unleashed aggression: how leash laws protect mother nature

by nikki meredith

Six months ago, after a no-dog hiatus of more than ten years, my husband and I got a puppy – a half golden retriever, half poodle. (Yes, I’m trying to avoid writing Goldendoodle. Owning any kind of doodle in our location (Southern Marin) and in our demographic (empty nesters) is an ubercliché.) Cliché or no, we are both amazed at how much we adore this little creature. I don’t know if it’s because of her qualities – sweet, funny, easygoing and easy on the eyes – or because the last time around we had children sopping up our parental love but something is different this time around. Every time I look at her she makes me happy and she touches me in such a deep way it almost scares me. I tell you this to demonstrate that my dog-adoring credentials are solid. But….

I recently discovered that I part company with some, perhaps most, of my dog-adoring brothers and sisters when it comes to The Leash.

I’d been minimally aware that a battle was raging over the Golden Gate National Regional Park plan to eliminate off-leash dogs from Ocean Beach in San Francisco. I listened to a debate on NPR – it was Michael Krasny’s Forum – and while I could see it from both sides – who doesn’t love running along the shore with an unfettered pooch? – I had to come down on the side of science. Scientists are saying that dogs on that beach are bad for the survival of shorebirds. I haven’t done the original research just as I haven’t conducted any experiments on climate change. I look to the majority of experts and the majority of experts say the climate is changing profoundly and the experts say dogs are hard on wildlife; dogs off leash are especially destructive to beaches, the desert and to the woods where I live.

But those were machinations of my rational self. My emotional self was an agnostic on the leash question. Until recently.

Every day I hike on a trail in the canyon where I live. The trail is part of Marin County’s Open Space and there are some rules. No smoking. No bicycles. No firearms. No unleashed dogs. But, as we all know, there isn’t much money for parks these days. Paying a staff of rangers to patrol the area is prohibitive. As a result, most dogs are walking sans leash on this trail and a small percentage of those off leash are aggressive.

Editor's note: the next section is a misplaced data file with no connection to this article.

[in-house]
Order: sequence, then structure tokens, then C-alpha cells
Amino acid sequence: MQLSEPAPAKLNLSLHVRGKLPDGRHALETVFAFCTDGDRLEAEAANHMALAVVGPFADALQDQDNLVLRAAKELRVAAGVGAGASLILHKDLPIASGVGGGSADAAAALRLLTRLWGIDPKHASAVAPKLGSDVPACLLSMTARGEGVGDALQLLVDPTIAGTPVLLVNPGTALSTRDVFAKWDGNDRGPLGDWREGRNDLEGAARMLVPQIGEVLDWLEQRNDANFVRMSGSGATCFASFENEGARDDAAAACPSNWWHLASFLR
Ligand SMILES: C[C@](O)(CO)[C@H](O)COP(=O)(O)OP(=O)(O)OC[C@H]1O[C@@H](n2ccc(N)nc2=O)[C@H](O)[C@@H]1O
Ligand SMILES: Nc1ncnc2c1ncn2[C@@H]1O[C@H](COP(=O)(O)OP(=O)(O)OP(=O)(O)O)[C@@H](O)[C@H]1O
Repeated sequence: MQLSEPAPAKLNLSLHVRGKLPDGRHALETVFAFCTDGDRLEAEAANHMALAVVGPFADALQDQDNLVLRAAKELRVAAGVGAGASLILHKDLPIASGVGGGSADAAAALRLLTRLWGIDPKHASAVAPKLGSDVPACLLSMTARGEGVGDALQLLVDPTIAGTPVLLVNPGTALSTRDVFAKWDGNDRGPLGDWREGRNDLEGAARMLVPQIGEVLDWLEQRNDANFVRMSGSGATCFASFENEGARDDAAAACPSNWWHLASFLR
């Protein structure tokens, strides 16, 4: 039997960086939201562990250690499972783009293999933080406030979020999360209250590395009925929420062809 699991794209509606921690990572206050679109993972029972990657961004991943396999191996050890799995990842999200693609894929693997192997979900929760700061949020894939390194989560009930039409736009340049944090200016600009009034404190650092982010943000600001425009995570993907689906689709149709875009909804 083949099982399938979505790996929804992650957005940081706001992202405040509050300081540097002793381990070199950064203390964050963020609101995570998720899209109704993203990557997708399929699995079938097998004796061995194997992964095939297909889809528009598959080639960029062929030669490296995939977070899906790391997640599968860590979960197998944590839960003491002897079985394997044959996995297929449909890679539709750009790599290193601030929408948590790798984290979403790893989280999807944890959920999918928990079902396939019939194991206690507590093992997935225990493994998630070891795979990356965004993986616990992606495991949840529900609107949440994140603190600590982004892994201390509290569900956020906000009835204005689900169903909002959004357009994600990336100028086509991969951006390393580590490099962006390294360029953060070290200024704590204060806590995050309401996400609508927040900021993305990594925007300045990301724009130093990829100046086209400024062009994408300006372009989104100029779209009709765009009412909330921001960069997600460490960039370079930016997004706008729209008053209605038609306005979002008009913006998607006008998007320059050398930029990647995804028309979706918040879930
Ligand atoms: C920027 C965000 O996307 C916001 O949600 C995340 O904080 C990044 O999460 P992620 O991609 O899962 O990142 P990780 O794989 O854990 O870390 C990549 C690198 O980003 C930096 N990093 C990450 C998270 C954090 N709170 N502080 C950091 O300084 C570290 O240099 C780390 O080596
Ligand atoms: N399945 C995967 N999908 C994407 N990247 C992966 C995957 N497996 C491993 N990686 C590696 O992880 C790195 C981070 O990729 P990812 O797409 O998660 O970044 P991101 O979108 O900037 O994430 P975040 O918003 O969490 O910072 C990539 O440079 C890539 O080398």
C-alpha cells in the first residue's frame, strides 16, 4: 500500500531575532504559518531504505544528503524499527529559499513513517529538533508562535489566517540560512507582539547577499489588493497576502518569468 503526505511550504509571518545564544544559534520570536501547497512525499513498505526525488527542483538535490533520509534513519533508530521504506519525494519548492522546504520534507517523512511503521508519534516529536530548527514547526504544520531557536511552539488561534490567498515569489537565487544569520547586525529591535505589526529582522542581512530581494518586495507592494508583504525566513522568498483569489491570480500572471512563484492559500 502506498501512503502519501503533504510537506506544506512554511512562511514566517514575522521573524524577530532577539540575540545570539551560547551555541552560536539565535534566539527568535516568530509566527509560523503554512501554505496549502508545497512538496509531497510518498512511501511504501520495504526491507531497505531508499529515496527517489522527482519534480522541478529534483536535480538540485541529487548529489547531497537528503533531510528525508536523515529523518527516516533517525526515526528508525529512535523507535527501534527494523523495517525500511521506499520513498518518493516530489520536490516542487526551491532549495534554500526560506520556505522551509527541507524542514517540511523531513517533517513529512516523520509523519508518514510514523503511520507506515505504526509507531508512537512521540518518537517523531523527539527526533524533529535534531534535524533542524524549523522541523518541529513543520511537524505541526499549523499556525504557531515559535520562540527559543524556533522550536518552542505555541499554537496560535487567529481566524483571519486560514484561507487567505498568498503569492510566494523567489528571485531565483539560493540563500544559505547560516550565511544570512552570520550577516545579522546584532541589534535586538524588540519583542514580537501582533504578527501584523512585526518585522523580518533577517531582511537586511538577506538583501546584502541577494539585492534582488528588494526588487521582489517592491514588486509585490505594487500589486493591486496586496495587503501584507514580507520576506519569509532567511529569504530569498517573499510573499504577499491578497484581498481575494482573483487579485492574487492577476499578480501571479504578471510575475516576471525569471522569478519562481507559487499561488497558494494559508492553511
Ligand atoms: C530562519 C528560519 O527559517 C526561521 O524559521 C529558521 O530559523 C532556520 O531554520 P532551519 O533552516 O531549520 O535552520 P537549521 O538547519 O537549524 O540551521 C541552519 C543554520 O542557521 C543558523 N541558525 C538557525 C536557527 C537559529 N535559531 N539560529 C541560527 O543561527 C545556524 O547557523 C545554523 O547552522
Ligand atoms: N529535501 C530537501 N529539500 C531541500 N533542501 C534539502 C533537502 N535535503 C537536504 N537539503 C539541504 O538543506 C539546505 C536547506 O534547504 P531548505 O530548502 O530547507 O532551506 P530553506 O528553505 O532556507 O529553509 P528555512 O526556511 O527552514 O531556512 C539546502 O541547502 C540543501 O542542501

Two weeks ago a friend and I were stopped by a jogger who, her hands in a prayer gesture bowed her head and said: “Thank you, thank you, thank you for having your dog on a leash.” She explained that the week before an unleashed dog chased her and bit her on the leg. While she was blotting the bloody wound with a tissue and trying to calm herself, the dog owner said accusingly, “He must have sensed your fear.”

She really said that?

Yep. She really did.

The other day a black Lab, his hackles up, came running up to me, growled and lunged. I managed to pull my puppy out of the way. At that point, the owner called the Lab and the Lab left us alone. And then the dog owner and I conversed:

Me: Please put a leash on your dog.

Dog Owner: Why should I?

Me: Your dog just charged us, growling.

Dog Owner: He would never hurt anyone. He just likes to growl. You’re overreacting.

Me: I’m asking you to obey the law.

Dog Owner: Dogs need socializing. (His dog? My dog? Him?)

Me: Please put your dog on a leash.

Dog Owner: Look around lady. Most of the dogs aren’t on leashes.

Me: But your dog charged…

Dog Owner: How dare you accuse me of not being respectful (Huh?) I’m a very respectful person.

Me: Then please use a leash…I…

I stopped. I noticed that he was very red in the face and his eyes were bulging with fury, so much fury that I worried that he might have the same antagonism to the ban on firearms. But, I didn’t think he had room in his running shorts for a gun and anyway he looked to be as much of a Southern Marin cliché as I am. He probably supported the Brady Bill and has a “Keep Tahoe Blue” bumper sticker on his Prius.

He didn’t brandish a weapon but he did have a parting shot as I walked away. Before I repeat it, I want to tell you that it was one of the most astonishing things anyone has ever said to me. Actually, he screamed it at me:

“Don’t walk on this trail any more!”

The next day I called the Marin County Department of Parks and Open Space and talked to the Open Space Ranger. I said that perhaps it would be a good idea to dispense with the rule since so few people were obeying it. He said, no, it wouldn’t be a good idea. He talked about the fragility of the Redwood forest where the trail is, a forest he described as one of the most beautiful in Marin. He talked about how the off leash dogs pollute the stream that runs through the canyon – a stream that wildlife is dependent upon, especially in the summer when there is so little water. He said he loves dogs. He owns a dog but unleashed dogs increase stress on wild animals – from the tiniest salamander to birds and foxes and can significantly impair their ability to care for themselves. And then he thanked me for calling. He said they do have serious budget constraints but when people help out by alerting them to areas that need attention, they can do a better job of managing an area. (I’ve always been amazed at how quickly his department removes fallen trees from the trail. He says it’s because of people like me who call and report fallen trees.)

The next day I ran into him on the trail. He had just issued three citations — $175 each – to owners with off leash dogs. He promised to be back soon to issue more. I thanked him and as I and my leashed puppy said goodbye, I said a little prayer that one of those citations would go to a man with bulging eyes a growling black lab — a man who is respectful of all living things.